Sad news to report

It is with sad hearts that we report the conjoined twins passed away yesterday after 15 day alive. Sadly it appears the smaller twin passed away in the evening and was followed by the larger twin. Dr. Krejci is planning a detailed necropsy, or animal version of an autopsy, to understand more about their internal anatomy and why they may have died. We will share those results when they are ready.

Conjoined twins from day three (left) and day seven (right)


While this is disappointing news, their presence at Bethune-Cookman was a source of inspiration, wonder and discovery for our students and faculty.

Dr. Krejci (far left) and junior Integrated Environmental Science Researchers (from left to right): Cameron Eskew, Lauren Albury, and Mario Watson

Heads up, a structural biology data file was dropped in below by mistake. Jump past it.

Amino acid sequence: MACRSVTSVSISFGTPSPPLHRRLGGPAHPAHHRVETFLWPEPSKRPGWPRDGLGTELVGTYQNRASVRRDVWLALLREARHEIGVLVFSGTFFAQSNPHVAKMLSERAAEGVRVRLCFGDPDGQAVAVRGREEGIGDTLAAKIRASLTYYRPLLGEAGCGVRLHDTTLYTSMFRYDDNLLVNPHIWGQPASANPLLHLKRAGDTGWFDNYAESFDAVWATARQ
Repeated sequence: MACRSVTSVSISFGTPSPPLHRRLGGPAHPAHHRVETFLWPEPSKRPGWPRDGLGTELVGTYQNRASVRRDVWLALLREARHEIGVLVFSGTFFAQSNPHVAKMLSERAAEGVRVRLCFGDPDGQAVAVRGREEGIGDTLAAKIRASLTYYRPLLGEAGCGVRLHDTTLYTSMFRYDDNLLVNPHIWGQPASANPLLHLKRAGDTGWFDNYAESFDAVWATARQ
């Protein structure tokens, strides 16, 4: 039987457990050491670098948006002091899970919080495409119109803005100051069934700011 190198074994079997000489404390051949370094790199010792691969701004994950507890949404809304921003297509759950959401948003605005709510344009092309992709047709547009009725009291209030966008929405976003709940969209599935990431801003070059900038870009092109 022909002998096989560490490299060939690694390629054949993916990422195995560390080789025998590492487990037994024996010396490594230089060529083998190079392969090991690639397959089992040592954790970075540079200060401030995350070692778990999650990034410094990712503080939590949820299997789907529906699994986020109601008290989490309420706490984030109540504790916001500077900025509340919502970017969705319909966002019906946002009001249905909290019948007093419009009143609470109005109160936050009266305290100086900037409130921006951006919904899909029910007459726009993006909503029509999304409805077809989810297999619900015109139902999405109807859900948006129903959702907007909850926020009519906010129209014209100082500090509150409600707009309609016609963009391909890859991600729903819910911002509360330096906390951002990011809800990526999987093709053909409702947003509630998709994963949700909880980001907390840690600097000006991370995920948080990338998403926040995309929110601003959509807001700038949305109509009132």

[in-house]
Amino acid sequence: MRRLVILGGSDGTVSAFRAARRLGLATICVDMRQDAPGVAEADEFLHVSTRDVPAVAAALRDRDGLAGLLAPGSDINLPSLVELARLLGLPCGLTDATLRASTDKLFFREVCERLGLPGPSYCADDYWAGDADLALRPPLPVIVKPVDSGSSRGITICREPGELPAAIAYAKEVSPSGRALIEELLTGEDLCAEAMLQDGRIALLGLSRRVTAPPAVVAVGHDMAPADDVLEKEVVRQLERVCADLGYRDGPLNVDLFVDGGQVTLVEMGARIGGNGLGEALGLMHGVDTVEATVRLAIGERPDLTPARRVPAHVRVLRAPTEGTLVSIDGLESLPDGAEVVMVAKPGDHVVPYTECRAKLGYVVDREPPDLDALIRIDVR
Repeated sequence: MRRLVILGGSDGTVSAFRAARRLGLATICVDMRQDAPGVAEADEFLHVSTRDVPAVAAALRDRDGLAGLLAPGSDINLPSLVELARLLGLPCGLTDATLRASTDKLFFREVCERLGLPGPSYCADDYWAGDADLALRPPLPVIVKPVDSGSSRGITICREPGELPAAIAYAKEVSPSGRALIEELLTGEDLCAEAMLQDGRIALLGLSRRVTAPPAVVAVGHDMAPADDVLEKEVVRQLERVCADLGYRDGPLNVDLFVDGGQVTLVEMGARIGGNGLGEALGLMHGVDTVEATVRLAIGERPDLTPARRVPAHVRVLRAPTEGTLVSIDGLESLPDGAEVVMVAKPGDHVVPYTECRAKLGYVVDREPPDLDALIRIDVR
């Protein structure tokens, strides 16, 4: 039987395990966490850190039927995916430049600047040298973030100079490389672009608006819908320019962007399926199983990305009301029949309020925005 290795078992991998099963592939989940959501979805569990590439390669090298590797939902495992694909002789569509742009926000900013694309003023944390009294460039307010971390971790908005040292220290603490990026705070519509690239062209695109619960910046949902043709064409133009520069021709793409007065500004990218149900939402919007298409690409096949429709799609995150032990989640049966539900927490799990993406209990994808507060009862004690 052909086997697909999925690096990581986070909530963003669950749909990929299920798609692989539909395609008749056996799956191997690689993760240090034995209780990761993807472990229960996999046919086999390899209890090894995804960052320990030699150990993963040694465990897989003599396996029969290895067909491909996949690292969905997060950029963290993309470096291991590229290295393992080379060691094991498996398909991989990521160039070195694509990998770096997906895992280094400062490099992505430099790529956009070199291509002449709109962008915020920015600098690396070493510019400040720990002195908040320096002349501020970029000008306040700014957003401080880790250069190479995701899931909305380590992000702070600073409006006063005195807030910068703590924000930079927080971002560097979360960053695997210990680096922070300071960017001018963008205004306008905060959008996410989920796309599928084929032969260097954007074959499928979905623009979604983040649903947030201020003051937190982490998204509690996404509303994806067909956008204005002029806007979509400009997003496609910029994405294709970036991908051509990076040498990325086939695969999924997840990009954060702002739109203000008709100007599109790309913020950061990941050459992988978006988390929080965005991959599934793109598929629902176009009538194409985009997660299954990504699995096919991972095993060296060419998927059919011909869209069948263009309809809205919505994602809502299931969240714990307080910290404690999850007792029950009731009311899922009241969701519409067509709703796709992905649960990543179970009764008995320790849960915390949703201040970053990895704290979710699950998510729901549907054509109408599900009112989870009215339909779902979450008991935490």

The presence of conjoined seahorse twins is a very rare occurrence. Even in previous reported cases, none made it past their first day of life. We are blessed to have had this opportunity to study these seahorses for as long as we could. Everyday they survived was a cause for celebration and we are grateful for everyone that took interest in them.

Our seahorse and coastal ecology research at B-CU will continue to be chronicled online as our students conduct research that contributes to aquaculture and Florida conservation efforts.

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